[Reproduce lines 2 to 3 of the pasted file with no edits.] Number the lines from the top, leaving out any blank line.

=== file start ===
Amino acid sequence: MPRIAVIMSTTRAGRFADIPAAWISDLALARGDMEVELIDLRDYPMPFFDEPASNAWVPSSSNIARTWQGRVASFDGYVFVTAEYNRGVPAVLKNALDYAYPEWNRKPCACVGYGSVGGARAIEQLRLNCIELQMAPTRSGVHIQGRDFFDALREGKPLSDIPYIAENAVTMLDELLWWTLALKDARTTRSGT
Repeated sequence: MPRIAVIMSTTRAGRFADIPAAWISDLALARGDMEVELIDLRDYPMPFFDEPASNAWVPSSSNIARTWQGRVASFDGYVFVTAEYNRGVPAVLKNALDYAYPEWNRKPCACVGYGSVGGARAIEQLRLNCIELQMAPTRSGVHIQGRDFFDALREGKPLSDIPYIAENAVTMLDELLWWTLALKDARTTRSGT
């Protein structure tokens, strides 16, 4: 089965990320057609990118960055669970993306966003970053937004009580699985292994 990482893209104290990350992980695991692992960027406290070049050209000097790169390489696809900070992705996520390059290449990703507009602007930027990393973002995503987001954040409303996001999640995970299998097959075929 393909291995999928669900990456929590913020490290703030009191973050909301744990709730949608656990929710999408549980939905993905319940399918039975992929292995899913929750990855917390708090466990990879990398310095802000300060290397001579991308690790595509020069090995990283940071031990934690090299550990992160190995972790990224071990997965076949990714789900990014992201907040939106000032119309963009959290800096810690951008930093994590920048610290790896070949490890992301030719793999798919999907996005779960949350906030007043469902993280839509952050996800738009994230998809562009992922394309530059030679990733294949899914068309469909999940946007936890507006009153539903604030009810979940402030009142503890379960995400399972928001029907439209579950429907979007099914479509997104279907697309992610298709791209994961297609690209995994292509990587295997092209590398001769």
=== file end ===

Repeated sequence: MPRIAVIMSTTRAGRFADIPAAWISDLALARGDMEVELIDLRDYPMPFFDEPASNAWVPSSSNIARTWQGRVASFDGYVFVTAEYNRGVPAVLKNALDYAYPEWNRKPCACVGYGSVGGARAIEQLRLNCIELQMAPTRSGVHIQGRDFFDALREGKPLSDIPYIAENAVTMLDELLWWTLALKDARTTRSGT
């Protein structure tokens, strides 16, 4: 089965990320057609990118960055669970993306966003970053937004009580699985292994 990482893209104290990350992980695991692992960027406290070049050209000097790169390489696809900070992705996520390059290449990703507009602007930027990393973002995503987001954040409303996001999640995970299998097959075929 393909291995999928669900990456929590913020490290703030009191973050909301744990709730949608656990929710999408549980939905993905319940399918039975992929292995899913929750990855917390708090466990990879990398310095802000300060290397001579991308690790595509020069090995990283940071031990934690090299550990992160190995972790990224071990997965076949990714789900990014992201907040939106000032119309963009959290800096810690951008930093994590920048610290790896070949490890992301030719793999798919999907996005779960949350906030007043469902993280839509952050996800738009994230998809562009992922394309530059030679990733294949899914068309469909999940946007936890507006009153539903604030009810979940402030009142503890379960995400399972928001029907439209579950429907979007099914479509997104279907697309992610298709791209994961297609690209995994292509990587295997092209590398001769």